Papal Robes: An Expression of Catholic Identity?

As the Benedict XVI processed into the National Shrine of the Immaculate Conception in Washington on Wednesday evening for evening prayer, he wore an ermine trimmed half-cape. Why does he want to dress like this, I wondered? Isn’t this the Pope that reminds us that liturgy should de-focus the person, and draw us into the worship of a God we cannot see? Yet, here he was definitely drawing my attention to his attire, and thus the man.



Apparently, Pope Benedict has begun to rummage through the ancient liturgical closets for papal clothing long thought extinct. Why?

Personally, I think he is trying to remind us of our very ancient and deeply held traditions. It has something to do with Catholic identity, and his fervent belief that we need a very visible and strong identity, if we are to survive as Catholics in this secular world. Ritual, dress, religious practices, beliefs, etc., all create an identity. Of course, this is just my opinion, and you may have another. You also might like to read what Father James Martin has to say about the Papal wardrobe of Benedict in a column he wrote in the New York Times Online Edition: Benedict, Fashionista. The comments to this article are just as interesting.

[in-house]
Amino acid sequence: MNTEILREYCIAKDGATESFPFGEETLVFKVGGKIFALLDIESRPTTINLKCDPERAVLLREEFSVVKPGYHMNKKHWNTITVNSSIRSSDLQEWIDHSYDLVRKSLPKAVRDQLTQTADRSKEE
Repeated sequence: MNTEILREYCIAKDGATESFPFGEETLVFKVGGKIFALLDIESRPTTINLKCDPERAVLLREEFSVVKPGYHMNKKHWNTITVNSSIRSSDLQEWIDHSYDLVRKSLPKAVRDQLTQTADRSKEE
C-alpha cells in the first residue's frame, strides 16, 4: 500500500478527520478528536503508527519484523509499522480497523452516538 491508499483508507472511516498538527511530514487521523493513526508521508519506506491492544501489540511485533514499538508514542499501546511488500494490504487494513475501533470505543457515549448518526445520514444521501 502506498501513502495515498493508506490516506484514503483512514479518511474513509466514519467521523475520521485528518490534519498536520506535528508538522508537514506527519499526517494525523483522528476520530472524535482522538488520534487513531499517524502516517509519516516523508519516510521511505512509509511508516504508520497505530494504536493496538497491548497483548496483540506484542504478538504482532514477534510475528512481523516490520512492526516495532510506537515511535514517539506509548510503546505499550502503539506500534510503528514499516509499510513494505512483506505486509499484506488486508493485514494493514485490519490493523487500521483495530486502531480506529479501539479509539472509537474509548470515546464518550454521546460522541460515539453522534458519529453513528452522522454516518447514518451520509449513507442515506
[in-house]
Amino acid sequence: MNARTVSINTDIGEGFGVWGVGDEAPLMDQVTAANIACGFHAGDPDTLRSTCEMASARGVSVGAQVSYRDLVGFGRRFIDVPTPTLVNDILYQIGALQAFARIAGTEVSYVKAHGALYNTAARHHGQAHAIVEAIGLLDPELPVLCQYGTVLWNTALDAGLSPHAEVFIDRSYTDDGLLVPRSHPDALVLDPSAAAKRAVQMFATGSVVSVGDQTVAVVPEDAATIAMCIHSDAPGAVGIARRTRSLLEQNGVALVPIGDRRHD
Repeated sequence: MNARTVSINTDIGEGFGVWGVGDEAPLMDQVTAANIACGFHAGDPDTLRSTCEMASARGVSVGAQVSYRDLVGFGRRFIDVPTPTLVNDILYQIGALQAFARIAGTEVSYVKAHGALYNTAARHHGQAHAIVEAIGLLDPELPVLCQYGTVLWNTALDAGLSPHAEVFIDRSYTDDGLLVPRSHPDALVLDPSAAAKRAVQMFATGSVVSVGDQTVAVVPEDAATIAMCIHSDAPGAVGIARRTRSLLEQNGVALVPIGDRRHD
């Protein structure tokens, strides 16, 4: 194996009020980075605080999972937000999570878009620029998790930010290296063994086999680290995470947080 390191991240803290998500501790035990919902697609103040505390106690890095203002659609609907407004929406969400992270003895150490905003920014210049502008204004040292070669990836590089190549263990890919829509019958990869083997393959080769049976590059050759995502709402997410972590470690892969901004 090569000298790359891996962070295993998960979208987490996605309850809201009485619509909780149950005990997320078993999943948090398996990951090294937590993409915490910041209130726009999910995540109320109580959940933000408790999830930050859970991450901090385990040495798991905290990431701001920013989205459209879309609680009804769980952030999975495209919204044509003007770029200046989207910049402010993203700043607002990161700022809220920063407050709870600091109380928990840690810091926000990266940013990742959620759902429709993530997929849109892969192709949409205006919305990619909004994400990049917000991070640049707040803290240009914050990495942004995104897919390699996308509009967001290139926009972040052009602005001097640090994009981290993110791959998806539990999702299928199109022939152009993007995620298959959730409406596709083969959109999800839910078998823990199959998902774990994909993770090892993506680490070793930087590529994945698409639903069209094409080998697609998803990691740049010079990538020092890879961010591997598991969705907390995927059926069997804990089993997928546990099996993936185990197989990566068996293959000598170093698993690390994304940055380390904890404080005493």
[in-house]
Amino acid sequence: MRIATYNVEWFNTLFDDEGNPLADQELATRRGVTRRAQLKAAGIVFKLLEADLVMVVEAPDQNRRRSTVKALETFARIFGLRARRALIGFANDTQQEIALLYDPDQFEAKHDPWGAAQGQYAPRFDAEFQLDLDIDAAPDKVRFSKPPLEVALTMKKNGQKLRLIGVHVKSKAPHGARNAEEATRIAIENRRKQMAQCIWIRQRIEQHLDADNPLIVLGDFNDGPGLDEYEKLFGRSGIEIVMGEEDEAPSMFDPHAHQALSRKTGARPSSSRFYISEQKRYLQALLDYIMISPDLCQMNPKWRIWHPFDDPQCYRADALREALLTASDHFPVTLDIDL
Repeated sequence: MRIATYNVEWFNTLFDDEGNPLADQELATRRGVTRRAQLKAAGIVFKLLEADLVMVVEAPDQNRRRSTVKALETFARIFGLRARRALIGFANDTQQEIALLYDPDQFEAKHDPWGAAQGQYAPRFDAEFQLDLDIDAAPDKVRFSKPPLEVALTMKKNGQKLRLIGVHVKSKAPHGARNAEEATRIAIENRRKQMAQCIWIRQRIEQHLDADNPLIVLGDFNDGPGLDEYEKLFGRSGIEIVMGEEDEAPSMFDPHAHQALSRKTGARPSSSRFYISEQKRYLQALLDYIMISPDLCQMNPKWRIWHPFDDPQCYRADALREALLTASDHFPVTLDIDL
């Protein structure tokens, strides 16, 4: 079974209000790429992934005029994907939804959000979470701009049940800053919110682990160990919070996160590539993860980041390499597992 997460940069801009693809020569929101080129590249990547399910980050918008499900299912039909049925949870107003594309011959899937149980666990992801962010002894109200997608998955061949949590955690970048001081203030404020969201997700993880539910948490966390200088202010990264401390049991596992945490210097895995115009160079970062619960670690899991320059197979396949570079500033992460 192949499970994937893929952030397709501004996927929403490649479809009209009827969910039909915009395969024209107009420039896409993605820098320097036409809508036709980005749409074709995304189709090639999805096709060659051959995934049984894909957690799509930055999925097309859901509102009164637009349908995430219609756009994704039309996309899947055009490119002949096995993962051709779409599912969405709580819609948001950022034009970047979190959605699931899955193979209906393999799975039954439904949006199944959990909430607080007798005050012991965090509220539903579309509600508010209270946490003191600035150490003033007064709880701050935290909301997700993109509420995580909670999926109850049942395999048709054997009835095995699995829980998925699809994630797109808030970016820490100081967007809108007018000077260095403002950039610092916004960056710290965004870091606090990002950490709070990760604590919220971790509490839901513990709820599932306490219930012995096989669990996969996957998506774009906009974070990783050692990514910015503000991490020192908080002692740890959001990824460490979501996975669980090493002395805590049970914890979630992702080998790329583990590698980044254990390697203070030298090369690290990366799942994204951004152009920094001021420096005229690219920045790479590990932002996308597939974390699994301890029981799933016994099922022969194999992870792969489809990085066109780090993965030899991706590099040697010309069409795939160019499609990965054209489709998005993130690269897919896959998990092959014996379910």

Just for the record, the ermine trimmed cape would not have been my choice.

One thought on “Papal Robes: An Expression of Catholic Identity?

  1. So tired of seeng priests and nuns looking like waifs. Happy the Pope is giving a splendid example of dignity. I wonder if they will take the hint.


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